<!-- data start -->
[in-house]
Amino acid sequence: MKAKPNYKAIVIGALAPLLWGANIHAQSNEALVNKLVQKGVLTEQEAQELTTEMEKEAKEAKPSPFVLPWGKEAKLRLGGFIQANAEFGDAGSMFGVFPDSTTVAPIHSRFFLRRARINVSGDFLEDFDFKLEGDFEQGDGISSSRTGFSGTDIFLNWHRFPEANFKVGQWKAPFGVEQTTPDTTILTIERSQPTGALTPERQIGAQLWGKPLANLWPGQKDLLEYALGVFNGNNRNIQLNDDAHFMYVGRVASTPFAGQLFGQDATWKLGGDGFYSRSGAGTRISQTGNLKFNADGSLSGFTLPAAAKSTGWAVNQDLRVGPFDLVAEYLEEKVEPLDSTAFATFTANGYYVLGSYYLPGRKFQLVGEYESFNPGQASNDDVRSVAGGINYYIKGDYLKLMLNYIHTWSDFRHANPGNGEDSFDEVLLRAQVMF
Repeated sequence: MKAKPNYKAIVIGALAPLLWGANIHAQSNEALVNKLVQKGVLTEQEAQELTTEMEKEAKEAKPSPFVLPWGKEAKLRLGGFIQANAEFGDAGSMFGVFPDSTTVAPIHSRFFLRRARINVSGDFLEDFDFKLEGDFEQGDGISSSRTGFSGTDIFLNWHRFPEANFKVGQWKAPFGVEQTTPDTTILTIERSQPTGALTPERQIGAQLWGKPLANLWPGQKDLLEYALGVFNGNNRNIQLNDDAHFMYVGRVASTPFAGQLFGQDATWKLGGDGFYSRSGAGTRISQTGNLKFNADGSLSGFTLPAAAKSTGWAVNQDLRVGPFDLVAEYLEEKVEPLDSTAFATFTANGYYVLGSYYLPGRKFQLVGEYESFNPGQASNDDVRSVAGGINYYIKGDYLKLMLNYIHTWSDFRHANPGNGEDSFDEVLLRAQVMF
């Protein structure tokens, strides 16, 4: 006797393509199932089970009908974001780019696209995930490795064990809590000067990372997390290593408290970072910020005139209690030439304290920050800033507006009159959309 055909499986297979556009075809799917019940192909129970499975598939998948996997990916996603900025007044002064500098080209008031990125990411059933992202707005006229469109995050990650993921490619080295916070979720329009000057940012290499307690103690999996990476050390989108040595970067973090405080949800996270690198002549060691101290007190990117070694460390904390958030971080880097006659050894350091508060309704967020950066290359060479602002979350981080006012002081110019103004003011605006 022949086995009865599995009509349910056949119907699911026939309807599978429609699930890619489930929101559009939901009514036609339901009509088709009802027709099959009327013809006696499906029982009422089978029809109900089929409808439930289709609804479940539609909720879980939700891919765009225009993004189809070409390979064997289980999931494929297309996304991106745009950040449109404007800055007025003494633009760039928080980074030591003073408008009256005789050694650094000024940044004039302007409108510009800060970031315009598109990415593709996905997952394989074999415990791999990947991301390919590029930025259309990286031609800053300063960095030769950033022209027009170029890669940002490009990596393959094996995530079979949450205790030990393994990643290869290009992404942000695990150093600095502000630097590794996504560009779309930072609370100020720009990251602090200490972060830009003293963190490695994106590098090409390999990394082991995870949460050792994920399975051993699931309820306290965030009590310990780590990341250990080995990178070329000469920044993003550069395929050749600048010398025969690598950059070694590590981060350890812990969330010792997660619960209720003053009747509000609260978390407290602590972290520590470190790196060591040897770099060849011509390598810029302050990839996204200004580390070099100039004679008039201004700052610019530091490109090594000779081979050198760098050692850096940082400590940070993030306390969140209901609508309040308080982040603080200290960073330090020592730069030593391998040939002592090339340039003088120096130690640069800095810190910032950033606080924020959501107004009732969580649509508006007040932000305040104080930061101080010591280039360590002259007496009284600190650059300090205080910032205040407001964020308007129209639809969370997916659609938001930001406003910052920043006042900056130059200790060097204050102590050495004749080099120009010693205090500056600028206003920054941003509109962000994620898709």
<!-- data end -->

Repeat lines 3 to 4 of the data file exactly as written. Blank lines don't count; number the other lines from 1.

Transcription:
Repeated sequence: MKAKPNYKAIVIGALAPLLWGANIHAQSNEALVNKLVQKGVLTEQEAQELTTEMEKEAKEAKPSPFVLPWGKEAKLRLGGFIQANAEFGDAGSMFGVFPDSTTVAPIHSRFFLRRARINVSGDFLEDFDFKLEGDFEQGDGISSSRTGFSGTDIFLNWHRFPEANFKVGQWKAPFGVEQTTPDTTILTIERSQPTGALTPERQIGAQLWGKPLANLWPGQKDLLEYALGVFNGNNRNIQLNDDAHFMYVGRVASTPFAGQLFGQDATWKLGGDGFYSRSGAGTRISQTGNLKFNADGSLSGFTLPAAAKSTGWAVNQDLRVGPFDLVAEYLEEKVEPLDSTAFATFTANGYYVLGSYYLPGRKFQLVGEYESFNPGQASNDDVRSVAGGINYYIKGDYLKLMLNYIHTWSDFRHANPGNGEDSFDEVLLRAQVMF
């Protein structure tokens, strides 16, 4: 006797393509199932089970009908974001780019696209995930490795064990809590000067990372997390290593408290970072910020005139209690030439304290920050800033507006009159959309 055909499986297979556009075809799917019940192909129970499975598939998948996997990916996603900025007044002064500098080209008031990125990411059933992202707005006229469109995050990650993921490619080295916070979720329009000057940012290499307690103690999996990476050390989108040595970067973090405080949800996270690198002549060691101290007190990117070694460390904390958030971080880097006659050894350091508060309704967020950066290359060479602002979350981080006012002081110019103004003011605006 022949086995009865599995009509349910056949119907699911026939309807599978429609699930890619489930929101559009939901009514036609339901009509088709009802027709099959009327013809006696499906029982009422089978029809109900089929409808439930289709609804479940539609909720879980939700891919765009225009993004189809070409390979064997289980999931494929297309996304991106745009950040449109404007800055007025003494633009760039928080980074030591003073408008009256005789050694650094000024940044004039302007409108510009800060970031315009598109990415593709996905997952394989074999415990791999990947991301390919590029930025259309990286031609800053300063960095030769950033022209027009170029890669940002490009990596393959094996995530079979949450205790030990393994990643290869290009992404942000695990150093600095502000630097590794996504560009779309930072609370100020720009990251602090200490972060830009003293963190490695994106590098090409390999990394082991995870949460050792994920399975051993699931309820306290965030009590310990780590990341250990080995990178070329000469920044993003550069395929050749600048010398025969690598950059070694590590981060350890812990969330010792997660619960209720003053009747509000609260978390407290602590972290520590470190790196060591040897770099060849011509390598810029302050990839996204200004580390070099100039004679008039201004700052610019530091490109090594000779081979050198760098050692850096940082400590940070993030306390969140209901609508309040308080982040603080200290960073330090020592730069030593391998040939002592090339340039003088120096130690640069800095810190910032950033606080924020959501107004009732969580649509508006007040932000305040104080930061101080010591280039360590002259007496009284600190650059300090205080910032205040407001964020308007129209639809969370997916659609938001930001406003910052920043006042900056130059200790060097204050102590050495004749080099120009010693205090500056600028206003920054941003509109962000994620898709």